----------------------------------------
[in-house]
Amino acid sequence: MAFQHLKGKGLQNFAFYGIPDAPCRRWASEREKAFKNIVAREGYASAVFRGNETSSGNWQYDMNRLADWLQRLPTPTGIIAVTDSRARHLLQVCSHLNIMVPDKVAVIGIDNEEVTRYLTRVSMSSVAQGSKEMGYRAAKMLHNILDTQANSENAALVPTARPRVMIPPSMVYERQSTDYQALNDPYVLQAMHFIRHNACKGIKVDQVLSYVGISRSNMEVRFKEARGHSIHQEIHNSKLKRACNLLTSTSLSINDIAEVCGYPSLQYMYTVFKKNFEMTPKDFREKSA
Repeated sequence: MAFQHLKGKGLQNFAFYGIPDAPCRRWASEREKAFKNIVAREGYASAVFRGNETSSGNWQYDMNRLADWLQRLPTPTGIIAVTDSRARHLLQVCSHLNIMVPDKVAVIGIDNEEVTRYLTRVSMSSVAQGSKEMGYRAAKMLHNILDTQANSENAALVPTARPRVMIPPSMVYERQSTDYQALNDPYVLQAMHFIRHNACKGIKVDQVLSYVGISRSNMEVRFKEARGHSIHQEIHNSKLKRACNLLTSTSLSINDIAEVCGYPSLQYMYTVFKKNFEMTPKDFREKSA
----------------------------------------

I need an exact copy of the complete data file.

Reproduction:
[in-house]
Amino acid sequence: MAFQHLKGKGLQNFAFYGIPDAPCRRWASEREKAFKNIVAREGYASAVFRGNETSSGNWQYDMNRLADWLQRLPTPTGIIAVTDSRARHLLQVCSHLNIMVPDKVAVIGIDNEEVTRYLTRVSMSSVAQGSKEMGYRAAKMLHNILDTQANSENAALVPTARPRVMIPPSMVYERQSTDYQALNDPYVLQAMHFIRHNACKGIKVDQVLSYVGISRSNMEVRFKEARGHSIHQEIHNSKLKRACNLLTSTSLSINDIAEVCGYPSLQYMYTVFKKNFEMTPKDFREKSA
Repeated sequence: MAFQHLKGKGLQNFAFYGIPDAPCRRWASEREKAFKNIVAREGYASAVFRGNETSSGNWQYDMNRLADWLQRLPTPTGIIAVTDSRARHLLQVCSHLNIMVPDKVAVIGIDNEEVTRYLTRVSMSSVAQGSKEMGYRAAKMLHNILDTQANSENAALVPTARPRVMIPPSMVYERQSTDYQALNDPYVLQAMHFIRHNACKGIKVDQVLSYVGISRSNMEVRFKEARGHSIHQEIHNSKLKRACNLLTSTSLSINDIAEVCGYPSLQYMYTVFKKNFEMTPKDFREKSA